What the Fire have done is continue to paint themselves as a minor league organization toiling away in a second rate league that can’t handle the pressure of criticism on the big stage of major league professional sports in a major league city where results are the ultimate driving force in the arena of public opinion. It’s akin to Jerry Reinsdorf, Rocky Wirtz, Tom Ricketts, or the McCaskey family releasing a statement condemning their fans because of something a few uninformed, meatheaded callers uttered on WSCR or ESPN1000. Over reactive, unprofessional, thin skinned, ridiculous, insulting. The Fire have managed to perpetuate the stereotypes that they’re fighting to dissuade when it comes to their own fan base internally. To make matters worse they tried to disguise their contempt for a portion of their own fan base behind the veil of an “editorial” essentially telling everyone, “this is for your own good”. I guarantee you it’s also spawned a litany of questions about what’s going on in Chicago from sponsors, corporate partners, national media, supporters of other clubs, and more importantly from within the league.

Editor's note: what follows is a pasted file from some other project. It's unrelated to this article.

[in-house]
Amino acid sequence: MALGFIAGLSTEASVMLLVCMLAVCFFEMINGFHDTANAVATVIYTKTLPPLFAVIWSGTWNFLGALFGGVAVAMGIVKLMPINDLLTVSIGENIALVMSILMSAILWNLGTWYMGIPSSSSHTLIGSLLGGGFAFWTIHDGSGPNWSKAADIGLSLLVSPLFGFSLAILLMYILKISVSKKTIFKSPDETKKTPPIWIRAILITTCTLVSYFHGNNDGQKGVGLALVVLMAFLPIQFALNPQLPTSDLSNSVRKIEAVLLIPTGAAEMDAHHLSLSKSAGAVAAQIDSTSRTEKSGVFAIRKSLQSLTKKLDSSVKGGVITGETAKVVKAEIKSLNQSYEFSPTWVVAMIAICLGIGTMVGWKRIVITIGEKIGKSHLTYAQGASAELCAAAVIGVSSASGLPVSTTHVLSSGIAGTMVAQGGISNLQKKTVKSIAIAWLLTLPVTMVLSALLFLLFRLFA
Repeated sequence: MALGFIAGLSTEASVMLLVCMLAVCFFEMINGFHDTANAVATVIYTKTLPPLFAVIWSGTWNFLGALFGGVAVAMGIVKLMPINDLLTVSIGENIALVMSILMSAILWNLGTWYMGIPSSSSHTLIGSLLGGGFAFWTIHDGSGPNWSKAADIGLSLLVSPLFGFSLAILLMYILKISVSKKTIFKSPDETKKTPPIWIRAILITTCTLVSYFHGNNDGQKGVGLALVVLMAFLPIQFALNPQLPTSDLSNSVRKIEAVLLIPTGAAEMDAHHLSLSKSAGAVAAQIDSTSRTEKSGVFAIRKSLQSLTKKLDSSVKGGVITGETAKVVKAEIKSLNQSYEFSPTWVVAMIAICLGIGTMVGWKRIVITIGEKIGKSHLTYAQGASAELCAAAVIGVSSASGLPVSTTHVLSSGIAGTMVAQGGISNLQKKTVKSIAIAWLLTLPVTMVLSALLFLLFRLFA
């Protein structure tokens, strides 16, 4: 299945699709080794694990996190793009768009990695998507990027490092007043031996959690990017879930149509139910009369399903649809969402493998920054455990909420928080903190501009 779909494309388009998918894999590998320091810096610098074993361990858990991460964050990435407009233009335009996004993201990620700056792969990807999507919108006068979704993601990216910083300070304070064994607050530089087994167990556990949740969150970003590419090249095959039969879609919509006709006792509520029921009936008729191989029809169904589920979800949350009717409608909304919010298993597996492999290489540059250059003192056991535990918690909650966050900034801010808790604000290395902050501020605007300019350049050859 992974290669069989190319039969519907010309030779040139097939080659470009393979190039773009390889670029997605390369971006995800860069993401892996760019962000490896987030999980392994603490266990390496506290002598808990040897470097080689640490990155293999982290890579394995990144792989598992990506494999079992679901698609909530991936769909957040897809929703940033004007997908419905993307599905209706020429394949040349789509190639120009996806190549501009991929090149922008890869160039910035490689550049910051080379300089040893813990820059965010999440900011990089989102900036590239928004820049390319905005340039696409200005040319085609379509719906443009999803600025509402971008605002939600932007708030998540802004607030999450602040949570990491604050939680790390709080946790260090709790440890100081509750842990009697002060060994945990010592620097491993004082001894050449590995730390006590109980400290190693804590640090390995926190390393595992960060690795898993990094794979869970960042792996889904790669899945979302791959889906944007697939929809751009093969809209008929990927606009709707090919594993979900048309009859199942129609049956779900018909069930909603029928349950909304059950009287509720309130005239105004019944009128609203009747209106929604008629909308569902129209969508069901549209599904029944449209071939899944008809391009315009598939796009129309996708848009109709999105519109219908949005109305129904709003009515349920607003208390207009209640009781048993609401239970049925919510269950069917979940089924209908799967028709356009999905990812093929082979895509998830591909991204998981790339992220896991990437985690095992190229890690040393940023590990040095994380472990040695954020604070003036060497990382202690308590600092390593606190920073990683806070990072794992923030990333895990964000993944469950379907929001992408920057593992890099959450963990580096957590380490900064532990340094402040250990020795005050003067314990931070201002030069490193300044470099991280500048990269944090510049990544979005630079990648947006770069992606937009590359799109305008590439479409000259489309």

While the Fire are starving for mainstream media attention, they gained some in the worst possible way with this “editorial”. By coming off as unproffesional, thin skinned whiners they have managed to also perpetuate the “minor league” perception of professional soccer in Chicago. This has done absolutely nothing to aid the club from the business or public relations end. One day of negative headlines in the Tribune, Sun Times, and Deadspin is nowhere near as valuable as losing the trust and confidence of the people who are paying the freight every day to support the club. Those people who were made aware of the Fire via any headline will remember the organization as a joke and move on. Those that will stick around aren’t laughing.